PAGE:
By Dom Nozzi
Should we impose an excise tax on large vehicles? The idea makes some sense if we believe large vehicles are a big part of our traffic congestion “problem.”
But actually, it may not be.
On average, a person consumes 19 times more space (!!) in an average-sized car than a person sitting in a chair. That is an enormous, unsustainable consumption of space. Helps explain why (a) It only takes a tiny number of people to congest a road; (b) Why we can’t build our way out of congestion; and (c) Why it is counterproductive for transit/bike/ped advocates to state that their solutions will reduce congestion—the size issue makes it essentially impossible to reduce congestion.
Yes, gigantism is killing America, as it killed the dinosaur and the Roman Empire. And yes, we need to be concerned about over-sized vehicles.But I don’t believe that a big part of the congestion problem is over-sized motor vehicles, because nearly all motor vehicles used today are detrimental to the human scale that makes for pleasant neighborhood and community design.
Even if we all drove “subcompact” cars, we’d still have traffic congestion.
No, the key is to design communities so you can avoid congestion if you don’t like it (alternative routes, living close enough that you can walk, congestion fees, etc.).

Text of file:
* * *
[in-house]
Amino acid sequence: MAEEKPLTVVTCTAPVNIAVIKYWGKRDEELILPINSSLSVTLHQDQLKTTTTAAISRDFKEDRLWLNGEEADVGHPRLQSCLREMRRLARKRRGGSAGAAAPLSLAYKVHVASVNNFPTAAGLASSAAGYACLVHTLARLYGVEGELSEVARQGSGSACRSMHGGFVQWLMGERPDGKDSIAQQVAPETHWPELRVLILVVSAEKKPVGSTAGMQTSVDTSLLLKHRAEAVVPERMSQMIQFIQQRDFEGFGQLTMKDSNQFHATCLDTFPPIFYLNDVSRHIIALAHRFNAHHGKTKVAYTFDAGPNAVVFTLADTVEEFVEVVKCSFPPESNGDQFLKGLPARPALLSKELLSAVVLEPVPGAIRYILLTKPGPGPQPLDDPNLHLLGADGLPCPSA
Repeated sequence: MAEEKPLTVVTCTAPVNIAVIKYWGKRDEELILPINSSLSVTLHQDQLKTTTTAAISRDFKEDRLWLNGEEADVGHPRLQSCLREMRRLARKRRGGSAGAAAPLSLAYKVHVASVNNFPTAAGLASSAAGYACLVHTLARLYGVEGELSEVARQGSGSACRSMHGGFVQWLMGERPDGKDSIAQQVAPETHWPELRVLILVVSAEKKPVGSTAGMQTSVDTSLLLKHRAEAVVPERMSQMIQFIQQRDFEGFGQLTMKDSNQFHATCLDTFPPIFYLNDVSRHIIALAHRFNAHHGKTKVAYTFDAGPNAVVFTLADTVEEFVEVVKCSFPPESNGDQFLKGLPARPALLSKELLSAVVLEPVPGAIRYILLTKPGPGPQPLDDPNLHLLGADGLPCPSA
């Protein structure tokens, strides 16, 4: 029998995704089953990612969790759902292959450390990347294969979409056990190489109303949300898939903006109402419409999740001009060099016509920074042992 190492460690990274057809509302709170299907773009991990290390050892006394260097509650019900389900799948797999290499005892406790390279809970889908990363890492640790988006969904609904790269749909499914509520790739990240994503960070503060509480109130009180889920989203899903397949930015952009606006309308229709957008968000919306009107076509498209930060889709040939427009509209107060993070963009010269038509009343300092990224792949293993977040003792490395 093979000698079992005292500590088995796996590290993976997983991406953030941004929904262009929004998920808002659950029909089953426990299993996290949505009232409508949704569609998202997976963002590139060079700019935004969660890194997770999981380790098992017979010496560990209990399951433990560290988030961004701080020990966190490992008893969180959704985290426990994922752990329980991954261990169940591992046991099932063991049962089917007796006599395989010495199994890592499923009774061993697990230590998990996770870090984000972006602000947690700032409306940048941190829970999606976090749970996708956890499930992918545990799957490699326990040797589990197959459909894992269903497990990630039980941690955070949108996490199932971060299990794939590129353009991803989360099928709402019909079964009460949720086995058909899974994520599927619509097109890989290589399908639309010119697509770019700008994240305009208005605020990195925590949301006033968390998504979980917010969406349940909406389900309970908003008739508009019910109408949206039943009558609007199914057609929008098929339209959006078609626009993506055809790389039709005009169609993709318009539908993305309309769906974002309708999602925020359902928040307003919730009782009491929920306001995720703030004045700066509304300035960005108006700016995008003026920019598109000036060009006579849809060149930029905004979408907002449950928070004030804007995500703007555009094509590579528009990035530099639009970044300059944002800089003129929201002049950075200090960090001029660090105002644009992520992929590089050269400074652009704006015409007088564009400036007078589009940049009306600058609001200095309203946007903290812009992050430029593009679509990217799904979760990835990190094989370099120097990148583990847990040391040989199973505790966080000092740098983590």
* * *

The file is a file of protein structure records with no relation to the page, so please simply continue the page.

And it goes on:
So an excise tax on large cars will not help much to reduce congestion or other transportation issues. The problem, in my opinion, is our underpricing of all car travel/parking, which leads to overuse of car travel, and an inducement of “low-value” (video rental at rush hour) car trips.
Gas taxes are slightly better, as is pay-at-the-pump car insurance—both of which send a price signal to people that driving less means lower costs, thereby incentivizing less driving (particularly less “low-value” driving). The problem with both of these tactics is that they are not differentiating between car trips. Trips at non-rush hour and on little-used roads are more desirable from a societal point of view than trips at rush hour on heavily used roads.
Because of this, congestion/toll fees tend to be best, as they can be calibrated to charge more or less, based on where and when you are driving. In the end, we need market-schooled economists to fix our transportation system (and elected officials with the wisdom and leadership willing to let them).
Yes, there are important reasons to charge a special tax on larger vehicles (such as the safety problems they create, the larger road dimensions they induce, and their tendency to suffer from poor fuel efficiency), but when it comes to congestion, the problem is mostly due to how we inefficiently price and manage all vehicles.
Visit my urban design website read more about what I have to say on those topics. You can also schedule me to give a speech in your community about transportation and congestion, land use development and sprawl, and improving quality of life.
Or email me at: dom[AT]walkablestreets.com
My book, The Car is the Enemy of the City (WalkableStreets, 2010), can be purchased here: http://www.lulu.com/product/paperback/the-car-is-the-enemy-of-the-city/10905607
My book, Road to Ruin, can be purchased here:
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